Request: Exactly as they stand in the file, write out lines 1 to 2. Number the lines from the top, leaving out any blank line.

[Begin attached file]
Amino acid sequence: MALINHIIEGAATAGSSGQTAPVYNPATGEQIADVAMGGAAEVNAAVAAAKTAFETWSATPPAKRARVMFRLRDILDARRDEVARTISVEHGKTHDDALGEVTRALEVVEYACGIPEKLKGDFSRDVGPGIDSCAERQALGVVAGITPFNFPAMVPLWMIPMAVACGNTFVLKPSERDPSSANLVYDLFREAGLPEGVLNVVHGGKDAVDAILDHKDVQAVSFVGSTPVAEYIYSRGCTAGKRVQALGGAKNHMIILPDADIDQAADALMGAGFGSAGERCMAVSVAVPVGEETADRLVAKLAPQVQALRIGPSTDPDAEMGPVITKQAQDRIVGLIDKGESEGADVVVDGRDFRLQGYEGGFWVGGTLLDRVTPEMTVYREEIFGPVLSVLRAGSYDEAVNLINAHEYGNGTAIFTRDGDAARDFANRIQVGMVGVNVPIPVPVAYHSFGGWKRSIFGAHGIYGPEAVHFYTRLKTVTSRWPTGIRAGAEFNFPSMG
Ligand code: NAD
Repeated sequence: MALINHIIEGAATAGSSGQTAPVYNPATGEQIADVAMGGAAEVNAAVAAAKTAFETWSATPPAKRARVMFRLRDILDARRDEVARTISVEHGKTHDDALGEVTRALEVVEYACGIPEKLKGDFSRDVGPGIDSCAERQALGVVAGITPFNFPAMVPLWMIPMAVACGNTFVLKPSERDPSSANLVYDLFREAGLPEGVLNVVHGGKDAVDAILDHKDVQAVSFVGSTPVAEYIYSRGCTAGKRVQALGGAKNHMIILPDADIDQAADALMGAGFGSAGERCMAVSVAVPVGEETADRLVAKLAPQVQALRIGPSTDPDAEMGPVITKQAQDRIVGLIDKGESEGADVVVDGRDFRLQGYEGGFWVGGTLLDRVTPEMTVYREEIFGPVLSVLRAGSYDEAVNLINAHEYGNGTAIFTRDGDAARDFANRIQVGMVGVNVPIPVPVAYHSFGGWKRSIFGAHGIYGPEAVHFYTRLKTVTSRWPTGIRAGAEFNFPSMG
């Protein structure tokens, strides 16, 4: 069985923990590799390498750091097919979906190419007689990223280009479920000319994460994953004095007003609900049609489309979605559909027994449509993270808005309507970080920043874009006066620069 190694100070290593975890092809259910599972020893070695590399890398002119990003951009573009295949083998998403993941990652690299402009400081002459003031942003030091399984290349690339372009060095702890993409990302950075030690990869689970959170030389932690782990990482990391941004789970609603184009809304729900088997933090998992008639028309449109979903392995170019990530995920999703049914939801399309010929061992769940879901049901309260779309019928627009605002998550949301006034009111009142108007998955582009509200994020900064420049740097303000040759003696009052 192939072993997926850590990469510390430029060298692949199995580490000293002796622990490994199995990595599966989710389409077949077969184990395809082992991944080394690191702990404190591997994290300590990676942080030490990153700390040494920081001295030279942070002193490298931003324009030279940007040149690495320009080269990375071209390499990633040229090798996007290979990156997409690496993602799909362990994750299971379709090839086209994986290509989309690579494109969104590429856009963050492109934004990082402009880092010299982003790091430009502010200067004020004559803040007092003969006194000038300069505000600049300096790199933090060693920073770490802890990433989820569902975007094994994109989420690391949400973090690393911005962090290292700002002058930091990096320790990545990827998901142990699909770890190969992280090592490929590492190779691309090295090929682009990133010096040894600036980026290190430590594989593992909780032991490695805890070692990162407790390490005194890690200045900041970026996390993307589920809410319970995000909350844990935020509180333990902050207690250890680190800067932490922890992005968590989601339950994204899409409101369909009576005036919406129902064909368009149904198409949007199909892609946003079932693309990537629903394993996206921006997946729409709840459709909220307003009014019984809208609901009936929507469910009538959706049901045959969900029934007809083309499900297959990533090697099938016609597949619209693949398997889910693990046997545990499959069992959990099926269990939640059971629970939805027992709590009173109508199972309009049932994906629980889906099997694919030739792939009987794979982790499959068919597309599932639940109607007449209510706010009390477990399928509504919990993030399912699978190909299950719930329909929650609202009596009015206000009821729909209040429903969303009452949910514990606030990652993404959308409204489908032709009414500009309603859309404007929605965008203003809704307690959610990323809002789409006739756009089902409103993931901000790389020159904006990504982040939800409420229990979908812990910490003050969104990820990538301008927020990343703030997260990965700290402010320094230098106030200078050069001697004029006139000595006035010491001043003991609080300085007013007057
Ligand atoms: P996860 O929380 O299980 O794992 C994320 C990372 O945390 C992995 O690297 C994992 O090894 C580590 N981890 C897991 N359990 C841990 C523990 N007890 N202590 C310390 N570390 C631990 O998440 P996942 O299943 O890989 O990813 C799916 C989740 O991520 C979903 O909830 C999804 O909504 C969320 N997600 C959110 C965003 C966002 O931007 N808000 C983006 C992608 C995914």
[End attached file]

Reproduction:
Amino acid sequence: MALINHIIEGAATAGSSGQTAPVYNPATGEQIADVAMGGAAEVNAAVAAAKTAFETWSATPPAKRARVMFRLRDILDARRDEVARTISVEHGKTHDDALGEVTRALEVVEYACGIPEKLKGDFSRDVGPGIDSCAERQALGVVAGITPFNFPAMVPLWMIPMAVACGNTFVLKPSERDPSSANLVYDLFREAGLPEGVLNVVHGGKDAVDAILDHKDVQAVSFVGSTPVAEYIYSRGCTAGKRVQALGGAKNHMIILPDADIDQAADALMGAGFGSAGERCMAVSVAVPVGEETADRLVAKLAPQVQALRIGPSTDPDAEMGPVITKQAQDRIVGLIDKGESEGADVVVDGRDFRLQGYEGGFWVGGTLLDRVTPEMTVYREEIFGPVLSVLRAGSYDEAVNLINAHEYGNGTAIFTRDGDAARDFANRIQVGMVGVNVPIPVPVAYHSFGGWKRSIFGAHGIYGPEAVHFYTRLKTVTSRWPTGIRAGAEFNFPSMG
Ligand code: NAD